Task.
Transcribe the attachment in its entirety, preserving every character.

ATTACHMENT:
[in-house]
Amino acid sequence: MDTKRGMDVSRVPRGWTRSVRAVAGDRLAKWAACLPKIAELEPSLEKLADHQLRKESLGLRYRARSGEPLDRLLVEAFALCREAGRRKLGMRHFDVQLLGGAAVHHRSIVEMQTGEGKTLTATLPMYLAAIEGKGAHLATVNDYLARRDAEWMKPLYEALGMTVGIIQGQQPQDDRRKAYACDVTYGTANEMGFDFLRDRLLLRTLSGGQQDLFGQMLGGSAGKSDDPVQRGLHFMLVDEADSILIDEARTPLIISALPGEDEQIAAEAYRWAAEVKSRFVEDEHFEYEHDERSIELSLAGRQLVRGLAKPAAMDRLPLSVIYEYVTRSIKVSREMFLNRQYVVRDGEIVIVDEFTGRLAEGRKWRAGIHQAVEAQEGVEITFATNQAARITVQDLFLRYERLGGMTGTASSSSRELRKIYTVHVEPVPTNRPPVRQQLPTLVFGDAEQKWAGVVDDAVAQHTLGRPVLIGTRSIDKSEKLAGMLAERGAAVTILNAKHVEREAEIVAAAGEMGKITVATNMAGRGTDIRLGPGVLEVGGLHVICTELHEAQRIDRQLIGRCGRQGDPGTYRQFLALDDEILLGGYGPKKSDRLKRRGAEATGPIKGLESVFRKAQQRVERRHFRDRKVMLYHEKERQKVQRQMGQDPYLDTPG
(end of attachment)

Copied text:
[in-house]
Amino acid sequence: MDTKRGMDVSRVPRGWTRSVRAVAGDRLAKWAACLPKIAELEPSLEKLADHQLRKESLGLRYRARSGEPLDRLLVEAFALCREAGRRKLGMRHFDVQLLGGAAVHHRSIVEMQTGEGKTLTATLPMYLAAIEGKGAHLATVNDYLARRDAEWMKPLYEALGMTVGIIQGQQPQDDRRKAYACDVTYGTANEMGFDFLRDRLLLRTLSGGQQDLFGQMLGGSAGKSDDPVQRGLHFMLVDEADSILIDEARTPLIISALPGEDEQIAAEAYRWAAEVKSRFVEDEHFEYEHDERSIELSLAGRQLVRGLAKPAAMDRLPLSVIYEYVTRSIKVSREMFLNRQYVVRDGEIVIVDEFTGRLAEGRKWRAGIHQAVEAQEGVEITFATNQAARITVQDLFLRYERLGGMTGTASSSSRELRKIYTVHVEPVPTNRPPVRQQLPTLVFGDAEQKWAGVVDDAVAQHTLGRPVLIGTRSIDKSEKLAGMLAERGAAVTILNAKHVEREAEIVAAAGEMGKITVATNMAGRGTDIRLGPGVLEVGGLHVICTELHEAQRIDRQLIGRCGRQGDPGTYRQFLALDDEILLGGYGPKKSDRLKRRGAEATGPIKGLESVFRKAQQRVERRHFRDRKVMLYHEKERQKVQRQMGQDPYLDTPG